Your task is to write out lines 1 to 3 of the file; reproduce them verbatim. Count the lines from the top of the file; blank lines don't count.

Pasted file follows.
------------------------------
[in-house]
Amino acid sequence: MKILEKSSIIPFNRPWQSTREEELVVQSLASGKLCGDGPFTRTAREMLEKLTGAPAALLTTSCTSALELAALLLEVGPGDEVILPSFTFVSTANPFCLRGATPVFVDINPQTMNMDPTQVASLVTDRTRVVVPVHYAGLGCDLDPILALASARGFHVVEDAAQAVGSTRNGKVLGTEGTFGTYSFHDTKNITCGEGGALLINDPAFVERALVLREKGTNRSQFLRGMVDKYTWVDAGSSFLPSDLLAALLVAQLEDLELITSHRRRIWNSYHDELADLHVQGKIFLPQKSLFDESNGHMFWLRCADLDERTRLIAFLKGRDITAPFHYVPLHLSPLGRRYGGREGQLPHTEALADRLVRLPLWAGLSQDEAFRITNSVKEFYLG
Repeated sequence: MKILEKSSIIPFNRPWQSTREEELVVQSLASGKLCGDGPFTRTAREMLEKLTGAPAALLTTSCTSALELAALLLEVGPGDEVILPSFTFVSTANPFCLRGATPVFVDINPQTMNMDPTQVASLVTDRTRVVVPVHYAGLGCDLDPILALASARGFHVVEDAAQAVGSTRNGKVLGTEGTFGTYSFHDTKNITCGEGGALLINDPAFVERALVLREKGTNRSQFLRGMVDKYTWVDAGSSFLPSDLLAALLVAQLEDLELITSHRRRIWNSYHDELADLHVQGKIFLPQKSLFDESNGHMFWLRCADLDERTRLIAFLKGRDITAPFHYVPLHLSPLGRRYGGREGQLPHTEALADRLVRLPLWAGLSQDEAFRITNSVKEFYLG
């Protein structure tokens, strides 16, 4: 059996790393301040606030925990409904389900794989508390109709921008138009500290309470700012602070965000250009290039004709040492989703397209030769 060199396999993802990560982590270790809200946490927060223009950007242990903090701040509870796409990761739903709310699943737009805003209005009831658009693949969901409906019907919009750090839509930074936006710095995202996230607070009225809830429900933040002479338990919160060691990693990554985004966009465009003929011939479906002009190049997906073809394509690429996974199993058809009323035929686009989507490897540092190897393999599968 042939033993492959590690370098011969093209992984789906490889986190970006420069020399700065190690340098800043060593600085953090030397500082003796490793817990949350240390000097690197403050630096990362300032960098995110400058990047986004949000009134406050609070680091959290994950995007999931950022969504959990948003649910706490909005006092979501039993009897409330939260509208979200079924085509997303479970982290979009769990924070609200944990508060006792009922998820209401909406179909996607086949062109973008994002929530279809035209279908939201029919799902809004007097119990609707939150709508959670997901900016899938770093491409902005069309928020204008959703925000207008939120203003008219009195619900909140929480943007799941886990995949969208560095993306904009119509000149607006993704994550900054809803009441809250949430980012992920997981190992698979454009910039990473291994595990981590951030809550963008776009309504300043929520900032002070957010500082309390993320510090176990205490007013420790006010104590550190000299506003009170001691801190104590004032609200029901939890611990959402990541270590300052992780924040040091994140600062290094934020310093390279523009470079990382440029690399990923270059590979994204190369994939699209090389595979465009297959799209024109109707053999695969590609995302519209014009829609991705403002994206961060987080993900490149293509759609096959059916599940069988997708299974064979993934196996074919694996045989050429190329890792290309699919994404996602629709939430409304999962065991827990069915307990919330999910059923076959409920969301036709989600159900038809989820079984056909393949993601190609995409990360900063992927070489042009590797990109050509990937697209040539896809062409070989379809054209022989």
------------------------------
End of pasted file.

[in-house]
Amino acid sequence: MKILEKSSIIPFNRPWQSTREEELVVQSLASGKLCGDGPFTRTAREMLEKLTGAPAALLTTSCTSALELAALLLEVGPGDEVILPSFTFVSTANPFCLRGATPVFVDINPQTMNMDPTQVASLVTDRTRVVVPVHYAGLGCDLDPILALASARGFHVVEDAAQAVGSTRNGKVLGTEGTFGTYSFHDTKNITCGEGGALLINDPAFVERALVLREKGTNRSQFLRGMVDKYTWVDAGSSFLPSDLLAALLVAQLEDLELITSHRRRIWNSYHDELADLHVQGKIFLPQKSLFDESNGHMFWLRCADLDERTRLIAFLKGRDITAPFHYVPLHLSPLGRRYGGREGQLPHTEALADRLVRLPLWAGLSQDEAFRITNSVKEFYLG
Repeated sequence: MKILEKSSIIPFNRPWQSTREEELVVQSLASGKLCGDGPFTRTAREMLEKLTGAPAALLTTSCTSALELAALLLEVGPGDEVILPSFTFVSTANPFCLRGATPVFVDINPQTMNMDPTQVASLVTDRTRVVVPVHYAGLGCDLDPILALASARGFHVVEDAAQAVGSTRNGKVLGTEGTFGTYSFHDTKNITCGEGGALLINDPAFVERALVLREKGTNRSQFLRGMVDKYTWVDAGSSFLPSDLLAALLVAQLEDLELITSHRRRIWNSYHDELADLHVQGKIFLPQKSLFDESNGHMFWLRCADLDERTRLIAFLKGRDITAPFHYVPLHLSPLGRRYGGREGQLPHTEALADRLVRLPLWAGLSQDEAFRITNSVKEFYLG